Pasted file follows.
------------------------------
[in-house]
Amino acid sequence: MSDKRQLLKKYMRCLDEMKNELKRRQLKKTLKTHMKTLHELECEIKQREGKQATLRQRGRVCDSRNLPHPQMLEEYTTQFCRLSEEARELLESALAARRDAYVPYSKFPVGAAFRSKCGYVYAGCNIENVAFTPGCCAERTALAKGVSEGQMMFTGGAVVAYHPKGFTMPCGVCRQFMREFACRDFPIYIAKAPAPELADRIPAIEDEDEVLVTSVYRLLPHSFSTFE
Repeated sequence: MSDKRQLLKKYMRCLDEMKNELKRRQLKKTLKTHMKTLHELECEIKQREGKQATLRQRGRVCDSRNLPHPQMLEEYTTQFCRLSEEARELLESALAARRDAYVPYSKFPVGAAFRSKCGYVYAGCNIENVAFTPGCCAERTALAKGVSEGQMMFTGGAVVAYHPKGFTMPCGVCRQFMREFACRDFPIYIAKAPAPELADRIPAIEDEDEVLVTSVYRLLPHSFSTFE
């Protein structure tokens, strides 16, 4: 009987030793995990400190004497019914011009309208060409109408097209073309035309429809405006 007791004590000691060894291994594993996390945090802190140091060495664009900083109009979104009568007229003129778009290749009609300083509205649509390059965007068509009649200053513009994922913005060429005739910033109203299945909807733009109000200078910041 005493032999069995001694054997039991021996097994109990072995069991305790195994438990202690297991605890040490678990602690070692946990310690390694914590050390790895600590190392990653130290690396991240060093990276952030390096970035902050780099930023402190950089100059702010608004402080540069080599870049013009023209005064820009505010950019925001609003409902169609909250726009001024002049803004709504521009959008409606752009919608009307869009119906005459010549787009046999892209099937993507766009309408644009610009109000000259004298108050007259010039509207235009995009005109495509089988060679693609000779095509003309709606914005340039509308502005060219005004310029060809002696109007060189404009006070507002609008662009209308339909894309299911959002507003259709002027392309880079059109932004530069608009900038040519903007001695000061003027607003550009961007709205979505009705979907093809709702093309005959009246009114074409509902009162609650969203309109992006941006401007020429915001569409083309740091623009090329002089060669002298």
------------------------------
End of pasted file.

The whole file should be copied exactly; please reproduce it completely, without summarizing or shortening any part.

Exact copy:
[in-house]
Amino acid sequence: MSDKRQLLKKYMRCLDEMKNELKRRQLKKTLKTHMKTLHELECEIKQREGKQATLRQRGRVCDSRNLPHPQMLEEYTTQFCRLSEEARELLESALAARRDAYVPYSKFPVGAAFRSKCGYVYAGCNIENVAFTPGCCAERTALAKGVSEGQMMFTGGAVVAYHPKGFTMPCGVCRQFMREFACRDFPIYIAKAPAPELADRIPAIEDEDEVLVTSVYRLLPHSFSTFE
Repeated sequence: MSDKRQLLKKYMRCLDEMKNELKRRQLKKTLKTHMKTLHELECEIKQREGKQATLRQRGRVCDSRNLPHPQMLEEYTTQFCRLSEEARELLESALAARRDAYVPYSKFPVGAAFRSKCGYVYAGCNIENVAFTPGCCAERTALAKGVSEGQMMFTGGAVVAYHPKGFTMPCGVCRQFMREFACRDFPIYIAKAPAPELADRIPAIEDEDEVLVTSVYRLLPHSFSTFE
């Protein structure tokens, strides 16, 4: 009987030793995990400190004497019914011009309208060409109408097209073309035309429809405006 007791004590000691060894291994594993996390945090802190140091060495664009900083109009979104009568007229003129778009290749009609300083509205649509390059965007068509009649200053513009994922913005060429005739910033109203299945909807733009109000200078910041 005493032999069995001694054997039991021996097994109990072995069991305790195994438990202690297991605890040490678990602690070692946990310690390694914590050390790895600590190392990653130290690396991240060093990276952030390096970035902050780099930023402190950089100059702010608004402080540069080599870049013009023209005064820009505010950019925001609003409902169609909250726009001024002049803004709504521009959008409606752009919608009307869009119906005459010549787009046999892209099937993507766009309408644009610009109000000259004298108050007259010039509207235009995009005109495509089988060679693609000779095509003309709606914005340039509308502005060219005004310029060809002696109007060189404009006070507002609008662009209308339909894309299911959002507003259709002027392309880079059109932004530069608009900038040519903007001695000061003027607003550009961007709205979505009705979907093809709702093309005959009246009114074409509902009162609650969203309109992006941006401007020429915001569409083309740091623009090329002089060669002298």